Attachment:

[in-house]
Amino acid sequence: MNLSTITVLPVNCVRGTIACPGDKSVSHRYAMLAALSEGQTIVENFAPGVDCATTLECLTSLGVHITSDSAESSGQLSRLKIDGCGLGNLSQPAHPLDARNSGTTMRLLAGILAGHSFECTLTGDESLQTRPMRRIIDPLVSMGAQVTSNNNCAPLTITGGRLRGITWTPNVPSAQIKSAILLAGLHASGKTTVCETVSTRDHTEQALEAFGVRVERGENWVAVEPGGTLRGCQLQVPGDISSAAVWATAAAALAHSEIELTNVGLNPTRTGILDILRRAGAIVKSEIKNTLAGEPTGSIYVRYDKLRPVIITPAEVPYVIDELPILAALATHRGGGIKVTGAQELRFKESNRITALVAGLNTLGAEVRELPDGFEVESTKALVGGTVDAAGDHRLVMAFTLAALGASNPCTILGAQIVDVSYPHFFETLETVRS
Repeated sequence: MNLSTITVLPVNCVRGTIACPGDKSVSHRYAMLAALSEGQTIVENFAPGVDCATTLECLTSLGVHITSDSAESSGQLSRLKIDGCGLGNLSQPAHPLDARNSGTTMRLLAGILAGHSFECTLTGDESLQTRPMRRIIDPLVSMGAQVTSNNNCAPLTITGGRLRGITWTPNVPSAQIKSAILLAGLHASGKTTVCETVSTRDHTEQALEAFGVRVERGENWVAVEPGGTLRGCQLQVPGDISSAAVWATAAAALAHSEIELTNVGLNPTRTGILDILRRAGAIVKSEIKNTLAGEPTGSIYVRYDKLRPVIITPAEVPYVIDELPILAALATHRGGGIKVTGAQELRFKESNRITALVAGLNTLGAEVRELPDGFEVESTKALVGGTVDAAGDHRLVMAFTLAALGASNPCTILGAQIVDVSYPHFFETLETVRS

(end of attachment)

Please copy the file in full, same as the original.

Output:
[in-house]
Amino acid sequence: MNLSTITVLPVNCVRGTIACPGDKSVSHRYAMLAALSEGQTIVENFAPGVDCATTLECLTSLGVHITSDSAESSGQLSRLKIDGCGLGNLSQPAHPLDARNSGTTMRLLAGILAGHSFECTLTGDESLQTRPMRRIIDPLVSMGAQVTSNNNCAPLTITGGRLRGITWTPNVPSAQIKSAILLAGLHASGKTTVCETVSTRDHTEQALEAFGVRVERGENWVAVEPGGTLRGCQLQVPGDISSAAVWATAAAALAHSEIELTNVGLNPTRTGILDILRRAGAIVKSEIKNTLAGEPTGSIYVRYDKLRPVIITPAEVPYVIDELPILAALATHRGGGIKVTGAQELRFKESNRITALVAGLNTLGAEVRELPDGFEVESTKALVGGTVDAAGDHRLVMAFTLAALGASNPCTILGAQIVDVSYPHFFETLETVRS
Repeated sequence: MNLSTITVLPVNCVRGTIACPGDKSVSHRYAMLAALSEGQTIVENFAPGVDCATTLECLTSLGVHITSDSAESSGQLSRLKIDGCGLGNLSQPAHPLDARNSGTTMRLLAGILAGHSFECTLTGDESLQTRPMRRIIDPLVSMGAQVTSNNNCAPLTITGGRLRGITWTPNVPSAQIKSAILLAGLHASGKTTVCETVSTRDHTEQALEAFGVRVERGENWVAVEPGGTLRGCQLQVPGDISSAAVWATAAAALAHSEIELTNVGLNPTRTGILDILRRAGAIVKSEIKNTLAGEPTGSIYVRYDKLRPVIITPAEVPYVIDELPILAALATHRGGGIKVTGAQELRFKESNRITALVAGLNTLGAEVRELPDGFEVESTKALVGGTVDAAGDHRLVMAFTLAALGASNPCTILGAQIVDVSYPHFFETLETVRS